Compensation for first responders’ families advanced

Lawmakers gave first-round approval March 10 to a bill that would provide a one-time death benefit to families of Nebraska first responders killed in the line of duty.

Sen. Matt Hansen
Sen. Matt Hansen

LB255, introduced by Lincoln Sen. Matt Hansen, would provide monetary compensation to the family of a law enforcement officer, firefighter or public EMS ambulance squad member killed in the line of duty, including those who work on a voluntary basis.

The concept is common practice in other states, Hansen said, and is long overdue in Nebraska.

“Many of our neighboring states have some form of compensation for those who die in the line of duty,” he said. “I believe it is time for Nebraska to join our neighbors and make sure those first responders know that we value their work, their service and their lives.”

Under the bill, a qualifying family member must file for compensation within one year of the death. For first responders killed in 2022, compensation provided would be $50,000. For each following year, compensation would be equal to the previous year’s compensation increased by the percentage increase in the consumer price index for all urban consumers.

Omaha Sen. Mike McDonnell spoke in support of the bill. He said it was a small way to thank first responders, especially the many volunteers who receive no compensation for their work.

“[This bill] is telling them … if they answer that bell — they go to that call and they never come home to their families — that we’re gonna give your family $50,000,” McDonnell said. “I don’t think $50,000 is enough but at least … they know we stepped up and did something to recognize their service and their ultimate sacrifice.”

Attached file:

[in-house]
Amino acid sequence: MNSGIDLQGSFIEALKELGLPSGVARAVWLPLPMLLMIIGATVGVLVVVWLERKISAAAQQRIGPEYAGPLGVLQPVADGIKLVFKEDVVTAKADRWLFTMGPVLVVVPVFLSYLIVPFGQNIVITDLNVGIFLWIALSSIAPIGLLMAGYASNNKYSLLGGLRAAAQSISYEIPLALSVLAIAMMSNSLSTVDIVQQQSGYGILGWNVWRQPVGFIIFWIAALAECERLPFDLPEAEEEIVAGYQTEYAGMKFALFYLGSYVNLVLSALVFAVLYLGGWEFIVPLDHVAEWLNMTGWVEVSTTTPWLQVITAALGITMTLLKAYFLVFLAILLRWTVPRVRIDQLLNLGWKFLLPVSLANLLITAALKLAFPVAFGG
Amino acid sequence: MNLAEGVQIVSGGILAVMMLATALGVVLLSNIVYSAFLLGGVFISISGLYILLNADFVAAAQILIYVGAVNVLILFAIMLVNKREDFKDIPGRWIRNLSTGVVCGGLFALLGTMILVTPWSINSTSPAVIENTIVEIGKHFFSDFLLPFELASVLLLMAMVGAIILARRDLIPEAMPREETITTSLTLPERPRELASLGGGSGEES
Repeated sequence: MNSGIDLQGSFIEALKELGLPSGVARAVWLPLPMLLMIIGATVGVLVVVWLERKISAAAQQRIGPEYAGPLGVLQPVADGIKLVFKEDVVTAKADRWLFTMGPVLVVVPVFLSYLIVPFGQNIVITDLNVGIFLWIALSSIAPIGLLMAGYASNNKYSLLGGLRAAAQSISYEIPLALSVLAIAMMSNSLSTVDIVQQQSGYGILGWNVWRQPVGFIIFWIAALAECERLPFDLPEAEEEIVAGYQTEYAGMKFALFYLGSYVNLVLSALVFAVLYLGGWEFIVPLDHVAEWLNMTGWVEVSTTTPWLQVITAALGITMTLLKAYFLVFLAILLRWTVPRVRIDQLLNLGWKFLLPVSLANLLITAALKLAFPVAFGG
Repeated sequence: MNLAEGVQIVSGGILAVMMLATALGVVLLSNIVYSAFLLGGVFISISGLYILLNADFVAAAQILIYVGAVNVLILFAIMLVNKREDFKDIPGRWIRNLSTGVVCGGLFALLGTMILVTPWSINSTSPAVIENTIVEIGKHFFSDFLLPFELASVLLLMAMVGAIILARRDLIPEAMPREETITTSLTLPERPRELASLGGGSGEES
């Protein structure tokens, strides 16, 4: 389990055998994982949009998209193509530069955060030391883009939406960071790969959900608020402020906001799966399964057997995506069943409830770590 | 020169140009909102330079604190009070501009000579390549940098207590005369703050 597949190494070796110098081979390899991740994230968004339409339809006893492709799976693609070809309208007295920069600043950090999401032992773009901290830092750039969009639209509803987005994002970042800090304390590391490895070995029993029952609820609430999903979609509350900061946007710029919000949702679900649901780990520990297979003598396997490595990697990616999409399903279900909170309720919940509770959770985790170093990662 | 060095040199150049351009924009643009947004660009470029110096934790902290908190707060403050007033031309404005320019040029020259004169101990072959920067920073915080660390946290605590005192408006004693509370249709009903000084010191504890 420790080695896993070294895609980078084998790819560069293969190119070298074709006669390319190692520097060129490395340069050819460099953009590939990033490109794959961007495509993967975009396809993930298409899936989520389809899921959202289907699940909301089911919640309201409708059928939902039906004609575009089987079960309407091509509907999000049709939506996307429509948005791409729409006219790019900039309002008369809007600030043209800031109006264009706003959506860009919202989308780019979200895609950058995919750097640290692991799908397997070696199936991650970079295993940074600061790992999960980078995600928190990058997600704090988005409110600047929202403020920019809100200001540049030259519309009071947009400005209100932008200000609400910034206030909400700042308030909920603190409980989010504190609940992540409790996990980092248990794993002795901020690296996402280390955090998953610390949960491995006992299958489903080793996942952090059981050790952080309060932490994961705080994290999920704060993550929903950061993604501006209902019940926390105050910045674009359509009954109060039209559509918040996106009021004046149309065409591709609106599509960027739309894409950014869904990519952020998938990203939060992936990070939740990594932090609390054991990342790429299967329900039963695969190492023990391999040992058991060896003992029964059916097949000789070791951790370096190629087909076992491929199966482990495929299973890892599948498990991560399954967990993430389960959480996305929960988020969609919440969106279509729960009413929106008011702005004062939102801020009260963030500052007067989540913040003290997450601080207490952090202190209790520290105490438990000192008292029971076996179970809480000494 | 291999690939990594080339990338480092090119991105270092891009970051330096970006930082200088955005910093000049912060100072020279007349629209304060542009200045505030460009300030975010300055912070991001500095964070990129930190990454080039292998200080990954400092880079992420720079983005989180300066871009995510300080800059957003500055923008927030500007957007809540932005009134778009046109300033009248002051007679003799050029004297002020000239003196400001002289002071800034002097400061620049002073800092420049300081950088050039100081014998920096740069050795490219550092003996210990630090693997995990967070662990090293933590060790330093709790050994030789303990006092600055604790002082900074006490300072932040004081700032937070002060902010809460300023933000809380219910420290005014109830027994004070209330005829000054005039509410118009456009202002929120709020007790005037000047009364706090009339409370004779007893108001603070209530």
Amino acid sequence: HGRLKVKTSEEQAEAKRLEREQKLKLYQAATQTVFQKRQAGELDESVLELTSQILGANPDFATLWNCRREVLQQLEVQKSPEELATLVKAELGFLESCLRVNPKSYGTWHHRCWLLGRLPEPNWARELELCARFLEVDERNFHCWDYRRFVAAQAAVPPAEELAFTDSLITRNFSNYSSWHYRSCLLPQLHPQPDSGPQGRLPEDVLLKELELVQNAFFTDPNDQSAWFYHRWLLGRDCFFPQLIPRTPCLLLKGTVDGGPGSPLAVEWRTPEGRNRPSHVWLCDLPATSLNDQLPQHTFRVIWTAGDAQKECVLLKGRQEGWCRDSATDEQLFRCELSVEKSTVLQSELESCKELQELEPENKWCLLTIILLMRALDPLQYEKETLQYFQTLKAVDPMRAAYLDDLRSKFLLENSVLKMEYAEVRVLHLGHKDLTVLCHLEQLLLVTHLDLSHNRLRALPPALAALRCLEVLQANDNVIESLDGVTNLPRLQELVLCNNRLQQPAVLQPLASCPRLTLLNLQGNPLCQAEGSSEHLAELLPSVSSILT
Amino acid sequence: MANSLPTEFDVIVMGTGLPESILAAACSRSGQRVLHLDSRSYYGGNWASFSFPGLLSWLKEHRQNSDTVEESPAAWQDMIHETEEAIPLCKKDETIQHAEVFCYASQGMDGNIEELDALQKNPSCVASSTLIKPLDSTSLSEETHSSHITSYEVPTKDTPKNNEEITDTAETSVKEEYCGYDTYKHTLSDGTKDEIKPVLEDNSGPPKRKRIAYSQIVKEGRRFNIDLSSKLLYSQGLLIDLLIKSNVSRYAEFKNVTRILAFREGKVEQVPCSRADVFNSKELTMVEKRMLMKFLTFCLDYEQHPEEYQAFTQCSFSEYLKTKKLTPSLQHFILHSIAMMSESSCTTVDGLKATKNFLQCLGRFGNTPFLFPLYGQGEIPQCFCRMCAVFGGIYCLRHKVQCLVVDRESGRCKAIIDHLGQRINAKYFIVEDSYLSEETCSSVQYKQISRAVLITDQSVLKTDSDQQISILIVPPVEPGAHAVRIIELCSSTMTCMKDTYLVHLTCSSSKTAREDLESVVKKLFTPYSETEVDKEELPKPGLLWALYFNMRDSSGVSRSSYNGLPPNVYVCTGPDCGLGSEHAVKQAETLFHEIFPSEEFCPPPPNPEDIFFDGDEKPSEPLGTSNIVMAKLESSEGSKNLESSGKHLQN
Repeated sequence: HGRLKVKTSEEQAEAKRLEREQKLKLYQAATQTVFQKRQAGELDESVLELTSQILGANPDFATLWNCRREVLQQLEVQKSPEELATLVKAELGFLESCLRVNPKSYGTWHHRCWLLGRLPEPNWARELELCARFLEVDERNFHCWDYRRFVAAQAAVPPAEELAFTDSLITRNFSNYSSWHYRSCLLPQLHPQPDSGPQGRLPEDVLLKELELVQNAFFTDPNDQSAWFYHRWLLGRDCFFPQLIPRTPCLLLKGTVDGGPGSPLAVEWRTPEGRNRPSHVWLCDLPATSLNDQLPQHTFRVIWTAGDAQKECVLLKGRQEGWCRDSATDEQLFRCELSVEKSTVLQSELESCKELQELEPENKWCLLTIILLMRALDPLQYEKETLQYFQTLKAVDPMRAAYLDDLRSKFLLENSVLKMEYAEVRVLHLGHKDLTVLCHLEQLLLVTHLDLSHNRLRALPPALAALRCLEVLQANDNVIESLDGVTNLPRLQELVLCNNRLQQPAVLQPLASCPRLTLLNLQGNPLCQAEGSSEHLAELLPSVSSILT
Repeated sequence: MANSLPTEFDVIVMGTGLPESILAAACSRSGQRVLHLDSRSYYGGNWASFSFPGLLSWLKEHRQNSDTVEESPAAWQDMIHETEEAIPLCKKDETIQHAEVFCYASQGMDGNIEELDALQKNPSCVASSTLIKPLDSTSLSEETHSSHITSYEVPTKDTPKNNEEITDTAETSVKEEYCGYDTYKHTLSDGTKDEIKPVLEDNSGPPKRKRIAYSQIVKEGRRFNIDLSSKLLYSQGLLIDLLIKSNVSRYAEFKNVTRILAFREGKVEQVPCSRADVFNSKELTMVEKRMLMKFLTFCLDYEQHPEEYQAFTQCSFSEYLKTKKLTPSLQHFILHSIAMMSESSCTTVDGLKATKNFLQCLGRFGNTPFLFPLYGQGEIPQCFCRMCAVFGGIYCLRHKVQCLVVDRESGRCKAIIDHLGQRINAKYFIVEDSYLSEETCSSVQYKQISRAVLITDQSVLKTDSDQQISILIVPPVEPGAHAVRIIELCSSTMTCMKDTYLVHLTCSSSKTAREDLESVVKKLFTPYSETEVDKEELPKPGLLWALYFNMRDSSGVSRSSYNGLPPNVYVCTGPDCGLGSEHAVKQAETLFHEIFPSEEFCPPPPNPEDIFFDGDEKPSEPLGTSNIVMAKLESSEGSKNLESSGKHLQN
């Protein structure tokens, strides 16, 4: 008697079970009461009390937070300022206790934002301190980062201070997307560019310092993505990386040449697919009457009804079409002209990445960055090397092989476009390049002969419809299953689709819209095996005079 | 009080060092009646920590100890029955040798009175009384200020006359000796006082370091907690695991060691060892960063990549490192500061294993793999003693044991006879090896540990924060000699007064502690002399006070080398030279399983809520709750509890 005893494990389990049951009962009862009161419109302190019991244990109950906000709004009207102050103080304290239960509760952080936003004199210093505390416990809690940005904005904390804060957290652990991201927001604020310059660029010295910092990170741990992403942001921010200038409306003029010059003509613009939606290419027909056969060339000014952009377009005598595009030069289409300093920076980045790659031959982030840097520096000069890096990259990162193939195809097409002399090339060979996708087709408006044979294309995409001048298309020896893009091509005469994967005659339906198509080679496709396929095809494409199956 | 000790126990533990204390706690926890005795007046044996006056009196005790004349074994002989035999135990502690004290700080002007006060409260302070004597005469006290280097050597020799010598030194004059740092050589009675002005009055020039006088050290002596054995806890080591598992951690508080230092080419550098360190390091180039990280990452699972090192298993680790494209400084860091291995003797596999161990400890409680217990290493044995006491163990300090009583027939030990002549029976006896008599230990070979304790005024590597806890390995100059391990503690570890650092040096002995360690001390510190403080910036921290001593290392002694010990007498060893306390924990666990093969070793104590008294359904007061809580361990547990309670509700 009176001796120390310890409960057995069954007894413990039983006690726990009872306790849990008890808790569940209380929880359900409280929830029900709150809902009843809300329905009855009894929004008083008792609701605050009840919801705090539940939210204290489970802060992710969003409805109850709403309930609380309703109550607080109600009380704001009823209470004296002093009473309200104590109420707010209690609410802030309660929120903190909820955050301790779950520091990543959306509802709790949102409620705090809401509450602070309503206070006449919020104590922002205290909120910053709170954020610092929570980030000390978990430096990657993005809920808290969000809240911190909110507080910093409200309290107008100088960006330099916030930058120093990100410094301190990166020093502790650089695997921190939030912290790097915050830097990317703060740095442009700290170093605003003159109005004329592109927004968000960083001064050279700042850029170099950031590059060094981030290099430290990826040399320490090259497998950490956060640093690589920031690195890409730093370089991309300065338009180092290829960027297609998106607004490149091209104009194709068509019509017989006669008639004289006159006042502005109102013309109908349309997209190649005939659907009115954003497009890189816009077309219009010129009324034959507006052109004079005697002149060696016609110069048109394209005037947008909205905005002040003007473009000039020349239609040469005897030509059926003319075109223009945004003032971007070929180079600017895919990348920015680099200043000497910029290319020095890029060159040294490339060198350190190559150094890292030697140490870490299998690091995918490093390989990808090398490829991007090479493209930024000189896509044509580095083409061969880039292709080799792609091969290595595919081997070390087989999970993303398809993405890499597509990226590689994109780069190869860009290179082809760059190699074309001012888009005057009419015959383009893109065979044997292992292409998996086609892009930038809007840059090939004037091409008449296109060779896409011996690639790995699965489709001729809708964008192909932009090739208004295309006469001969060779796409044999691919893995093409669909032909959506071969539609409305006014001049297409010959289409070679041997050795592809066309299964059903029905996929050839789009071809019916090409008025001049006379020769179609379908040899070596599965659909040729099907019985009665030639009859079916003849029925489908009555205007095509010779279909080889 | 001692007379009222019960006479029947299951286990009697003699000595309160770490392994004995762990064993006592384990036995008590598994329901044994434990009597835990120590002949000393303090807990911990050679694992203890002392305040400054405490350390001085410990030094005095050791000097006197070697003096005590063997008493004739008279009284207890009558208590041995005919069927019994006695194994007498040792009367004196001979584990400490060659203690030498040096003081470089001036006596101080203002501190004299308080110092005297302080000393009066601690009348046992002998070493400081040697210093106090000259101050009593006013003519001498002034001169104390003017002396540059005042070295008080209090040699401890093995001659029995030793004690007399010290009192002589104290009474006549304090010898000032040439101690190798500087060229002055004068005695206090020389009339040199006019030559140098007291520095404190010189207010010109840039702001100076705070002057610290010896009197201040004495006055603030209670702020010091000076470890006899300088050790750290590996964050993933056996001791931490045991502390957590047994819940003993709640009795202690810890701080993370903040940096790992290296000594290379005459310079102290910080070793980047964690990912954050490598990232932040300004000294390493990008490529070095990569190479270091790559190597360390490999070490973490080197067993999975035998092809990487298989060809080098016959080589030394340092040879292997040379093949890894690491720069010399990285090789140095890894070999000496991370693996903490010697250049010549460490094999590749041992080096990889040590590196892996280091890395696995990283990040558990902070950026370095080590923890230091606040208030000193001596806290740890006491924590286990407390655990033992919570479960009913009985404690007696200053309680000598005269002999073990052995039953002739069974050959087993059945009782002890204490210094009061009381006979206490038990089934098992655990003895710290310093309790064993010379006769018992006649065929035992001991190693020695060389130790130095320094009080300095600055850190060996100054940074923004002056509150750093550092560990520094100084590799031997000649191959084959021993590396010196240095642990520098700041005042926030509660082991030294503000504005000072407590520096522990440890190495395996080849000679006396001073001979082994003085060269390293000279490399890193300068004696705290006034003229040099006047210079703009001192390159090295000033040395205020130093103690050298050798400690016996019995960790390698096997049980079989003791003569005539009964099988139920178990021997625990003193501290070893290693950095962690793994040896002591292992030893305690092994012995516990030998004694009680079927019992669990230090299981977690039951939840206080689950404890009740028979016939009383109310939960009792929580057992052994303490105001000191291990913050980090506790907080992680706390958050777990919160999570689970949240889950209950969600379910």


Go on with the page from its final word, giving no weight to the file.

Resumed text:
Sen. Curt Friesen of Henderson expressed concerns that a one-size-fits-all approach could lead to duplicative benefits. He also suggested that technical changes be made to ensure that only individuals who die in the line of active duty would receive benefits under LB255.

“We have to remember that there are departments out there who do provide very adequate benefits on life insurance policies … so we are duplicating, in some cases, what they might be receiving,” Friesen said.

Opposing the bill was Thurston Sen. Joni Albrecht. Many fire departments have negotiated contracts that already provide death benefits, she said, echoing concerns that the state would be providing monetary payments to families on top of generous local, agency-provided benefits.

“In our communities that lose a loved one that was on a volunteer firefighter department or a police officer in our local towns — if something happens — Nebraska rises to the occasion,” Albrecht said. “They can have money raised for these folks in minimal amounts of time.”

Senators advanced LB255 to select file on a 37-1 vote.

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